My Chronic Illness Made Me Feel Alone. One Friend Showed Me I Wasn’t.
It had all started in July of that summer. I had just returned from my freshman year at the University of Florida and was ready to work to make money for the coming school year. My time at UF had been a blast, and I was so excited to return.
I had joined the club lacrosse team the previous fall, and it was one of the best decisions I had made. I loved the team. I loved the sport. When I began, I knew nothing about playing lacrosse. While I was no where near the talent level of our first-string players, I could cradle, pass and (most of the time) catch the ball. More importantly, the girls on the team had become a kind of family to me, and I loved them all dearly. I couldn’t wait to see them again in the fall, but that wasn’t to be the case.
I had lived all my life with stomach problems. Certain foods would send me into vomiting fits, and I frequently dealt with cramps and irregular stools. That July, however, my stomach took a turn for the worst. I had a surgery to have a G-J tube placed into my stomach. The G portion of the tube continuously drained out all the liquids in my stomach, and the J tube delivered my nutrition.
For months I was in and out of the hospital. My biggest fear was that I would lose my place on the lacrosse team. I was afraid my new family would forget about me, and I would become merely an afterthought. Little did I know how wrong I was.
It was about the second week of my fourth hospital admission, and I was beyond depressed. My eyes reflected a deep sorrow and emptiness I felt on the inside. I was supposed to be in my sophomore year of college, not sitting in a hospital room. I was lonely. I wanted a normal life. I knew my life wouldn’t ever again be normal, and I debated whether this was the type of life I wanted to live. I wasn’t contemplating suicide, but I just didn’t want to keep fighting to live.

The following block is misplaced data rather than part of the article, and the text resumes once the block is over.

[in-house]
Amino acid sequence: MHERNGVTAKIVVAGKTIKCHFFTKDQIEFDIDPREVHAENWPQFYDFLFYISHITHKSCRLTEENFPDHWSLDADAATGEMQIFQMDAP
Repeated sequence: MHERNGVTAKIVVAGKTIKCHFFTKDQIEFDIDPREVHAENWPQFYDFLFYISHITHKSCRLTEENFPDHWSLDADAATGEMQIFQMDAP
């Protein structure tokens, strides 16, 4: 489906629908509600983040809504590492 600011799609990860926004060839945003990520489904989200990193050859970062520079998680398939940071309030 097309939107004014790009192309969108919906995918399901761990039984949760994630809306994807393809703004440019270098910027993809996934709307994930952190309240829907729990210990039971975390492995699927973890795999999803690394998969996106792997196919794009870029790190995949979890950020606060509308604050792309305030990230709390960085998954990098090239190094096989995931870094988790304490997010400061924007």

So, at one of the lowest moments of my life, I decided to log on to Facebook to see what my friends were doing in the hopes of cheering myself up. When I logged on, I saw a notification that said I had been tagged in several pictures. Me in pictures? That didn’t make sense. I was in the hospital, and no one had been taking photos, at least not to my knowledge. I then saw that Nicole White had tagged me in the photos. My confusion only grew because Nicole was one of my teammates on the lacrosse team.
Nicole White started playing on the lacrosse team the same year I did. We were both freshmen, but that’s where the similarities ended. While she was an incredible player and was part of the first string from the moment she joined the team, I was a newbie and at the completely opposite end of the talent spectrum. She was a player full of passion and watching her on the field was truly a show in and of itself. I was never close to her and honestly believed she didn’t like me, but that perception was completely wrong.
As I clicked on the notification, up popped a picture of me with some of the girls on the team. And when I say “me,” I mean a cardboard cut-out of a blown-up picture of me. Nicole had designed it and brought it along on the team’s travel tournament to California. So even though I was in the hospital, I was also in California. I lived vicariously that week through all the pictures Nicole posted on Facebook.
It was the push I needed to keep fighting. With that one simple act, she filled up my hope tank and showed me I wasn’t alone. That I hadn’t been forgotten. That I was still loved. She showed me that I couldn’t give up because they wanted to see my face again. I’ll never forget how Nicole brought me to California while I was in the hospital. It kept me from succumbing to the dark thoughts that threatened to destroy me and gave me the strength to push on for one more day.
If you or someone you know needs help, please visit the National Suicide Prevention Lifeline. You can also reach the Crisis Text Line by texting “START” to 741-741. Head here for a list of crisis centers around the world.